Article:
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On a July evening four years ago in Cleveland, I went to see a middle-aged tool-and-die worker of Polish extraction demonstrate the miracle of the tango. That summer, Tim Pogros held a weekly tango class at Belinda’s Bar, an old converted dancehall in the heart of Cleveland’s largest Hispanic neighborhood. While Belinda’s regular Puerto Rican patrons enjoyed salsa on the jukebox in the elegantly restored front room, Pogros instructed a half-dozen upper-middle-class gringos in the run-down ballroom, leading them through slow, hyper-stylized moves as an ancient Argentinian ballad played softly on a boombox. The scene was oddly beautiful, but also dreamily dissociated, æthereal. At the evening’s end, Pogros announced that, for the last number, everyone would dance free-form tango to a merengue record. As soon as he put on this contemporary Caribbean confection, the dancing turned brisk and light and alert. It was as if the back room had awakened and rejoined the front.
I got that same feeling when I first put on the debut album by Gotan Project, La Revancha del Tango (XL/Beggars Group), a disc whose warm buoyancy has reminded Europe of its passion for Argentinian dance. "I think it was important just to say that tango is not dead," says Gotan Project founder Philippe Cohen Solal from Rome. The Eternal City is just the latest bus stop in the trio’s unexpected success story. It started with a one-shot vinyl single, and now they’ve sold 600,000 albums and made 200 stops on a global tour that has been running for two years. "That’s why we called this album La Revancha del Tango — ‘The Revenge of the Tango’ — because a lot of people thought that tango was an old music for old people. And that’s not the truth, you know."
Based in Paris, the trio comprises French composer Solal, his long-time Swiss collaborator Christoph Müller, and an Argentinian expatriate who gave them a crash course in tango, guitarist Eduardo Makaroff. When he met Makaroff, the 41-year-old Solal was already deep into a successful composing career — he’d worked on filmmaker Lars von Trier’s Europa — and was experimenting with Brazilian samba on the side. At first, he was tentative about the possibilities tango could offer. "I remember when I was working on this project, a lot of friends in Paris and London — DJs and producers — when I told them, they were making big eyes. Because for them it was, like, European tango is very rigid. And Argentinian tango is not rigid at all. They were ignorant about that. And I was ignorant before working on this project also. With Eduardo, I was introduced to all the amazing composers and arrangers that you can find in tango music in the ’30s, the ’40s, the ’50s — it’s a very groovy music. It’s a dance music originally, so let’s bring it back to what it was."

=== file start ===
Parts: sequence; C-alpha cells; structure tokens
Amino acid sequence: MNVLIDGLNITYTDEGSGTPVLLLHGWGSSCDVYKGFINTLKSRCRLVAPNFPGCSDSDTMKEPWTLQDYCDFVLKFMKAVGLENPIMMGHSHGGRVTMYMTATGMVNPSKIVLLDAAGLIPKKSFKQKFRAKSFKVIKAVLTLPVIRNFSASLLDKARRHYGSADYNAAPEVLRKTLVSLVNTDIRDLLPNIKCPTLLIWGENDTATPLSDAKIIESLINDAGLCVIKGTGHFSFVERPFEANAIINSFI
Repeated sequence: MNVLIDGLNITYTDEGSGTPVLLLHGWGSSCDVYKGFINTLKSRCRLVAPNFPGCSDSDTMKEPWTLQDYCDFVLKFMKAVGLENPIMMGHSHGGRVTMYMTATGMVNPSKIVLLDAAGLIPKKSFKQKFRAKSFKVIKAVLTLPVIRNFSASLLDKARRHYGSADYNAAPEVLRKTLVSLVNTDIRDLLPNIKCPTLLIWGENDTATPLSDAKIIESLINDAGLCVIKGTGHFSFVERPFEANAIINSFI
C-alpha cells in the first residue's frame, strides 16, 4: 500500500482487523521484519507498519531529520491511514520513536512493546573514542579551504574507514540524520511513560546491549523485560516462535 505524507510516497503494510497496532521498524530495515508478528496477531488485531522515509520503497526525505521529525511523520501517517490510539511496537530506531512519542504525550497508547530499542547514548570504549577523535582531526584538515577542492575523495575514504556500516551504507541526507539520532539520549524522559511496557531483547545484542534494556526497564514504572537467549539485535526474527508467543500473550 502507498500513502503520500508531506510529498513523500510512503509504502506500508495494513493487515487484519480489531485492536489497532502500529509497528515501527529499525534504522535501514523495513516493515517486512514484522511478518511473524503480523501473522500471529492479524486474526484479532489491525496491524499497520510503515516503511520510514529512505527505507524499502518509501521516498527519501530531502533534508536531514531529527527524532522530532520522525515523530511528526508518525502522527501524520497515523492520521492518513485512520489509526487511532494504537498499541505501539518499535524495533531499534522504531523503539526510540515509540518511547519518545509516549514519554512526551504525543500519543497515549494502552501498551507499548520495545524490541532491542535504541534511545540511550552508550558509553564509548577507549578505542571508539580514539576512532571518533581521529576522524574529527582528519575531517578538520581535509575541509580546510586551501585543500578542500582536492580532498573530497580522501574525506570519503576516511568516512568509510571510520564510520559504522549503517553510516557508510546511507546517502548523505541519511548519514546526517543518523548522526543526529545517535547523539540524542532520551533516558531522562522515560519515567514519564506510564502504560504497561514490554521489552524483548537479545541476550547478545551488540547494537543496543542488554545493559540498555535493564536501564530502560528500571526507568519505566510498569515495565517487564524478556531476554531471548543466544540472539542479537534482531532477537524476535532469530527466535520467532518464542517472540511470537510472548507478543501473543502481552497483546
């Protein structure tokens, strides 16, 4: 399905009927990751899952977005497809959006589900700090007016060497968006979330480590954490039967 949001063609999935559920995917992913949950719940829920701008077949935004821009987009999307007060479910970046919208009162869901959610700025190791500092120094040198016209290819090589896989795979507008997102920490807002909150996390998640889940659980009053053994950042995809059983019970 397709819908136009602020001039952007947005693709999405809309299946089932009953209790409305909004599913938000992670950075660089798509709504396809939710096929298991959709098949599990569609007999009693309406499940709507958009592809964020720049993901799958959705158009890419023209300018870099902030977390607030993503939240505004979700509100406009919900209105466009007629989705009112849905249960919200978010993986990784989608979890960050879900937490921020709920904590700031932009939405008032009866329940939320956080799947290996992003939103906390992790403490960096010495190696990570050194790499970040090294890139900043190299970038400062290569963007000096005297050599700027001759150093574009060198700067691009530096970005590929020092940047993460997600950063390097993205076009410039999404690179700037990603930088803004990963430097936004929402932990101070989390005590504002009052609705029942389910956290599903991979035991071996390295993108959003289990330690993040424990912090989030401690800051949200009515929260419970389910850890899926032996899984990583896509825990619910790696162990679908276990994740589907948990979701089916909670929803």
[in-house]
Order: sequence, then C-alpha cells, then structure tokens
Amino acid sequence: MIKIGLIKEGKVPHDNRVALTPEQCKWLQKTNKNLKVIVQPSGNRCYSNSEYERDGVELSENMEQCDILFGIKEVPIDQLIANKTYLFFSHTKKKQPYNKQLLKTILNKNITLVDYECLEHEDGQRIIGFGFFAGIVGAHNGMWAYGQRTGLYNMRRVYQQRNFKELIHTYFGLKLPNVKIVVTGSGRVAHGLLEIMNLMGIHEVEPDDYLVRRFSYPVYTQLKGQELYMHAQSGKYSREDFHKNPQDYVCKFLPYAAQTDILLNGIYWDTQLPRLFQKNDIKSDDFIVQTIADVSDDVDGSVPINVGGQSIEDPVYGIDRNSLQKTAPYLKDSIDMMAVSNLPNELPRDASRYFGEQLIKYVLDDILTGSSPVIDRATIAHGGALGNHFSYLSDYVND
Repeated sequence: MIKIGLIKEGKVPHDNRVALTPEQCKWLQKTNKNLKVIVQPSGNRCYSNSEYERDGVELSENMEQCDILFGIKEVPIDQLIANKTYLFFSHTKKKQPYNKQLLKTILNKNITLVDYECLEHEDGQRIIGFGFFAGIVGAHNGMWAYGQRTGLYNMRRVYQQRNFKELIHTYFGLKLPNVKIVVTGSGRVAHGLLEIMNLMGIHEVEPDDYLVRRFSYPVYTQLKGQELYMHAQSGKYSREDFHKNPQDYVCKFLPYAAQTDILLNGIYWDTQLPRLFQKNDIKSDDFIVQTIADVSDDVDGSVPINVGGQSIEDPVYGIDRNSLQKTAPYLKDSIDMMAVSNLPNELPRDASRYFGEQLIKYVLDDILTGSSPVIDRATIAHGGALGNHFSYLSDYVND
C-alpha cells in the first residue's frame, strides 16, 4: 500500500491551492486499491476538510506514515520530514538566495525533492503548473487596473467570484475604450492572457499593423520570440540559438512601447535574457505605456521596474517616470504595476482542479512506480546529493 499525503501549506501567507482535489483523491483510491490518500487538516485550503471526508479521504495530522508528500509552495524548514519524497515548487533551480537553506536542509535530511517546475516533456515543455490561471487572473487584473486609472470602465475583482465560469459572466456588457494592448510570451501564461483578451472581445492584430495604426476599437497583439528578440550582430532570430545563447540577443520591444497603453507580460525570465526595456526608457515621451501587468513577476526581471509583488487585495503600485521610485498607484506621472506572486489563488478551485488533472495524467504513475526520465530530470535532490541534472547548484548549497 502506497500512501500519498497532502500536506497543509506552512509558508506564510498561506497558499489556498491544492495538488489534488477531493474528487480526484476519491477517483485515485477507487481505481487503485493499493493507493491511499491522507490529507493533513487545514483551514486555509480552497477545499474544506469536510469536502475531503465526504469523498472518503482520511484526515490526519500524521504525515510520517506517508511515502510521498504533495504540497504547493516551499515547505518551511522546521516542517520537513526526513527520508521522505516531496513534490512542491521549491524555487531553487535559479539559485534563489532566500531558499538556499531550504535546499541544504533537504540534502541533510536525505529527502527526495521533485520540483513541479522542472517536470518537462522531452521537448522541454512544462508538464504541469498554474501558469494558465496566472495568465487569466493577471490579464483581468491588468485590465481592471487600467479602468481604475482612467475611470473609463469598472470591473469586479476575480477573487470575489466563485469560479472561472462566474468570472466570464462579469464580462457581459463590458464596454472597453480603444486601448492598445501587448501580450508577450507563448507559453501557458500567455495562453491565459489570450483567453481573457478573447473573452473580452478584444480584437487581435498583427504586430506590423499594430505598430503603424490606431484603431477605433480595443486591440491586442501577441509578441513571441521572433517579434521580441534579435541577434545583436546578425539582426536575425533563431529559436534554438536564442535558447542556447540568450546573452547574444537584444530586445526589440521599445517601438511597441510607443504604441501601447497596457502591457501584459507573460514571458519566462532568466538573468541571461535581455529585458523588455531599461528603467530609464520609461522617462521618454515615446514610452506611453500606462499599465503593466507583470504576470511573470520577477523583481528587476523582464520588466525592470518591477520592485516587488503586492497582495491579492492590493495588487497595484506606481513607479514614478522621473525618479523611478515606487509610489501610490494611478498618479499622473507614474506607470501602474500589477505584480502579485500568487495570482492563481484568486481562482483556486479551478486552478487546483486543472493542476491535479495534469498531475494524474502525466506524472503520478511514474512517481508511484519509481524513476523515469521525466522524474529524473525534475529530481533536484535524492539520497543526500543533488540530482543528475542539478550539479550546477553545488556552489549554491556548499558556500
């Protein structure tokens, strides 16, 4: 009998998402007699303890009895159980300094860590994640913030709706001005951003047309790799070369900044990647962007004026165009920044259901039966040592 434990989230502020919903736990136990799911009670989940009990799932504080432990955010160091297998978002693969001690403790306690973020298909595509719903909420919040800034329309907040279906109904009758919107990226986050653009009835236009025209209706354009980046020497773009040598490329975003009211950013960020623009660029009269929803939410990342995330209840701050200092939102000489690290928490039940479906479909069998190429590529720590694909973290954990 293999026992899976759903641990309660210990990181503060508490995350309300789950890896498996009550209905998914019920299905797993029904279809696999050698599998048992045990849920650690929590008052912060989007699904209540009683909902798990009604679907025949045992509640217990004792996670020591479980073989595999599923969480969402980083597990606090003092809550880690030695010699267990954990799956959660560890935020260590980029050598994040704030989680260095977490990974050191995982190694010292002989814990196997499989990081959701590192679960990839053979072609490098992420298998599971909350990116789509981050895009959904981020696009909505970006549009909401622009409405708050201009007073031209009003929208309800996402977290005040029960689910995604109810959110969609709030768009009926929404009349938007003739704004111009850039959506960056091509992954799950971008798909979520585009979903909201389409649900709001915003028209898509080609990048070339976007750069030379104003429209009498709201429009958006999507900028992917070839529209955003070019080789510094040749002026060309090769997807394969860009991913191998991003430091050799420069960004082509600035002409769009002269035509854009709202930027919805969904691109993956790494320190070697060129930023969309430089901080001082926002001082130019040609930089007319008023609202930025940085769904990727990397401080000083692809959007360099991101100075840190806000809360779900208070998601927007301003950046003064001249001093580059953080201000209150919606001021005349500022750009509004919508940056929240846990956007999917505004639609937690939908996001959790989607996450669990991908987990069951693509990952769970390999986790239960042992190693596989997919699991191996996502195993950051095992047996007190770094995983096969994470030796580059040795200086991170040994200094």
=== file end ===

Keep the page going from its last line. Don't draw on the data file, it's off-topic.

In part, that works because Gotan Project makes tango sound the way it never has. As Solal acknowledges, only a few of the tracks retain the music’s trademark long downbeats and dramatic stop breaks. Instead, the mix of instrumental and vocal tracks coast on smooth dance grooves culled everywhere from hip-hop to dub reggae. In a way, that returns tango to the roots many scholars claim run back to Buenos Aires’ sizable African community in the 19th century. But more important, every track still honors the "mood and emotion that you have in tango." Of course, that mood suffuses the update of Astor Piazzolla’s classic "Vuelvo al Sur," which closes the album with a meltingly melancholy vocal by Cristina Villalonga. But it can even be heard in the eight-and-a-half-minute jazz-house violin workout "Tríptico," the single that first broke the group in European dance clubs.
And for all that — not to mention covers of Frank Zappa’s "Chunga’s Revenge" and Gato Barbieri’s theme from Last Tango in Paris — the disc never stoops to mere novelty exotica, a testament perhaps to Solal’s subtle political instincts. The opener is called "Queremos Paz" — "We Want Peace"— and the spoken phrases interspersed in the lovely bandoneón melody turn out to be samples from Che Guevara. "El Capitalismo Foráneo" samples a famous Eva Perón speech that could have been delivered at a contemporary rally against the IMF (it’s amplified in the remix by Antipop Consortium on the US-only bonus disc).
Slyly, then, Solal has asked not what dance music can do for tango, but what tango — and Argentinian culture and history — can do for dance music. "It’s not a political album at all, but we are just people who are concerned about our world and we wanted to bring this message in our music. You know, if we continue to dance without thinking, it could be a sort of lobotomy — you know what I mean, lobotomy?"
In this day and age, who doesn’t?
Issue Date: August 15 - 21, 2003
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